BIG Maze / National Building Museum
“Mazes are usually two-dimensional. I wanted to create a three-dimensional one,” said the always non-conventional Danish architect Bjarke Ingels at the launch of his new BIG Maze at the National Building Museum (NBM) in Washington, D.C. For those who are big fans of getting lost in tight, enclosed spaces, this experience will be a true joy. For those who aren’t, gird yourself for an anxiety-riddled time, relieved only by the sight of the laughing security guard at the exit.
BIG Maze / National Building Museum
Ingels told us the 18-feet-high exterior walls create the sense that “you are entering a crack in a canyon,” a place out of the American Southwest. As you try to navigate the 60-feet square monochromatic box, the wall height slowly falls, revealing the center, which is in the “valley.” He spoke of this sequence with children in mind. “When kids find the center, they are rewarded with a complete overview of the whole maze.”
In one of his poetic moments, Ingels also said the maze puts into physical form one of the famous quotes by Danish philosopher Søren Kierkegaard: “Life can only be understood backwards; but it must be lived forwards.” As such, the path going in was purposefully designed to be difficult. Once you find the center, getting out is much simpler.
View from the center / National Building Museum
While its existentialism is clearly bona fide, Ingels confided, “we didn’t know whether this would be fun or not.” BIG’s approach is a departure from the typical maze, which is as puzzling to get out of as it is to get into. (And, new fun fact: mazes are defined as mental puzzles, while labyrinths are meant to be contemplative, meditative spaces that force the “body into a state where we can achieve spiritual peace,” writes NBM).
When I asked Ingels whether his purpose was to induce anxiety in the visitors and this was part of his “fun,” he just smiled and said, “We don’t write the script. We create the set.”
Now a blow-by-blow account of the adventure of the maze (well, some highlights) of yours truly and new ASLA summer intern, Yoshi Silverstein:
As you enter, the smell of the maple plywood is welcoming, and the pathways, which are ADA-accessible, aren’t as tight as one would fear. The first path resulted in a dead end, and so did the second and third. You slowly realize that the maze is forcing you the long way around, creating a circle around the center.
As you breath a sigh of relief when the path to the center finally comes into view, you realize others are having a good time. Some demented visitors were smiling, and the few kids we saw were running through, laughing and loving it.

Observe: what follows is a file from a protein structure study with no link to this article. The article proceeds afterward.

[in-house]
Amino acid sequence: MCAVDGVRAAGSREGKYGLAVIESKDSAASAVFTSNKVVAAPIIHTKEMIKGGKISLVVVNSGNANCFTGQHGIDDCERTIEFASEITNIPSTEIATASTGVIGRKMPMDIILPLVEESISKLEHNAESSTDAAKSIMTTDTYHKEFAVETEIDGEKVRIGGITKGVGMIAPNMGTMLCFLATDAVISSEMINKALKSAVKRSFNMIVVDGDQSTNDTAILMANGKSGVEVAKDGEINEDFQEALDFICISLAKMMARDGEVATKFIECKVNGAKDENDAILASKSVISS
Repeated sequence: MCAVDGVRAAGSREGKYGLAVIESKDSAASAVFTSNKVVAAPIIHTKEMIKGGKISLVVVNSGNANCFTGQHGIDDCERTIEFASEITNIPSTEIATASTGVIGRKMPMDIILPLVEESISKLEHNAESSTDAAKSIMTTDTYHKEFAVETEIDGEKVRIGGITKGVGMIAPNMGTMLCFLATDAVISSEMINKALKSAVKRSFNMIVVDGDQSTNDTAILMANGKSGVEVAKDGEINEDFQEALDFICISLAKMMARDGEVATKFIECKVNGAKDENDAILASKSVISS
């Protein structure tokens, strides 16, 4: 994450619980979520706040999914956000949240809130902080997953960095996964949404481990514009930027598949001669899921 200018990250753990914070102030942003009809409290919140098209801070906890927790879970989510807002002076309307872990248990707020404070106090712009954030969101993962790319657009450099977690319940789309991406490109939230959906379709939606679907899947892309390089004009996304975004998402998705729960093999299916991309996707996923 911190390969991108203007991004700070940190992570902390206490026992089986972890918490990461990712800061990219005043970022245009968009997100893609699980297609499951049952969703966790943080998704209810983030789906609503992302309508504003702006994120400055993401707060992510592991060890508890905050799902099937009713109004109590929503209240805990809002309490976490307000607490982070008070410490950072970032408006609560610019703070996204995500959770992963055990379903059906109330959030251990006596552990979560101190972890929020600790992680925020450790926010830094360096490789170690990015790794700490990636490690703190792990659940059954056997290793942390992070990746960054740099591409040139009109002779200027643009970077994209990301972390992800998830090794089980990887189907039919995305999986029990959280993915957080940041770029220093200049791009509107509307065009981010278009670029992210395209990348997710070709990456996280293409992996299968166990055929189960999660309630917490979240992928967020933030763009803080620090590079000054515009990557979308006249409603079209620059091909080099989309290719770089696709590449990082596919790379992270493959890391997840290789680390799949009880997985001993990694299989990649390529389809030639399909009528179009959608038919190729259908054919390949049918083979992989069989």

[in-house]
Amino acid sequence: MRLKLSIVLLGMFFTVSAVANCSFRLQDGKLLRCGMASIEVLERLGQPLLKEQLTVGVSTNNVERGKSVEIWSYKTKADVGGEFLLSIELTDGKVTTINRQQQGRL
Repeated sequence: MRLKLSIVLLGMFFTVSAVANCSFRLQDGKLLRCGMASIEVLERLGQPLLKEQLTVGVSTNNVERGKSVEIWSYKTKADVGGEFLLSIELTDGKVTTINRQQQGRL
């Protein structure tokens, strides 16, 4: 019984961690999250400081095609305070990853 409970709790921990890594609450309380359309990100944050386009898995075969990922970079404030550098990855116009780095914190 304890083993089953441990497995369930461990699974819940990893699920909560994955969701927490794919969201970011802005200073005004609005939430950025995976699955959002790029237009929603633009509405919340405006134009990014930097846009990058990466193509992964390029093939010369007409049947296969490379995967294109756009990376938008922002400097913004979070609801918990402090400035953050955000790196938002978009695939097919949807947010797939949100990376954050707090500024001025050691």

Visitors enjoying the maze / National Building Museum
Small mazer / National Building Museum
I was one who made a bee-line to the center as fast as possible, then took time to explore a little before getting lost once again. During one tense moment, I was saved by a colleague I hadn’t seen in a while, and we proceeded to chat for at least 20 minutes…in the maze. A part of me thought, can’t we talk somewhere else?
A few questions that came to me: will it work when it’s packed with people? Will you then follow your own path or others? It was relatively empty when I went through.
Yoshi clearly had a different experience:
We were trying to reach the center of this maze. Preferably, for Jared, as quickly as possible. I was keen to explore every turn and dead end – perhaps for the same reason, as a child, I liked to read through every possible outcome in Choose Your Own Adventure novels. But Jared is my boss, and he wanted to solve the puzzle, with haste. So I followed him. As we hit our first dead end, the game was on.
Jared and I decided to attempt to find the return path to the entrance. We took a wrong turn and ended up at a dead end in another quadrant. Jared was surprised. I refrained from mentioning that I knew we were going the wrong way. I think my spatial orientation skills are a bit better than his.
Jared became involved chatting with a colleague, so I took the opportunity to explore on my own. Finally, my chance to walk every path! From the middle we had seen a route leading to the farthest corner away from the middle. “Would hate to get stuck there,” he said. So obviously I set an intention to find it.
When I reached the far corner, it yielded a different sense of discovery. It felt more personal, secluded, secret. Looking up I could see the ceiling of the atrium high above me, and parts of the balconies surrounding. I felt like I was in a hidden nook within a huge space. For me, it was the maze’s most contemplative spot, the only place where I felt like I wanted to stay still rather than keep moving and exploring. My breathing deepened. I noticed how the pattern of the grain on the plywood was reminiscent of contour lines on a topographical map, and thought of the connection between exploring this three-dimensional maze and the geographical orienteering of two-dimensional maps.
The far corner / National Building Museum
I returned to the center, where I appreciated seeing the geometry of the pathways. Before leaving, I checked that there were no other secret corners I had missed. And then I exited the Big Maze.
The maze is open until September 1. Tickets are $16 for adults and $13 for kids, and cheaper if you are a member of NBM.
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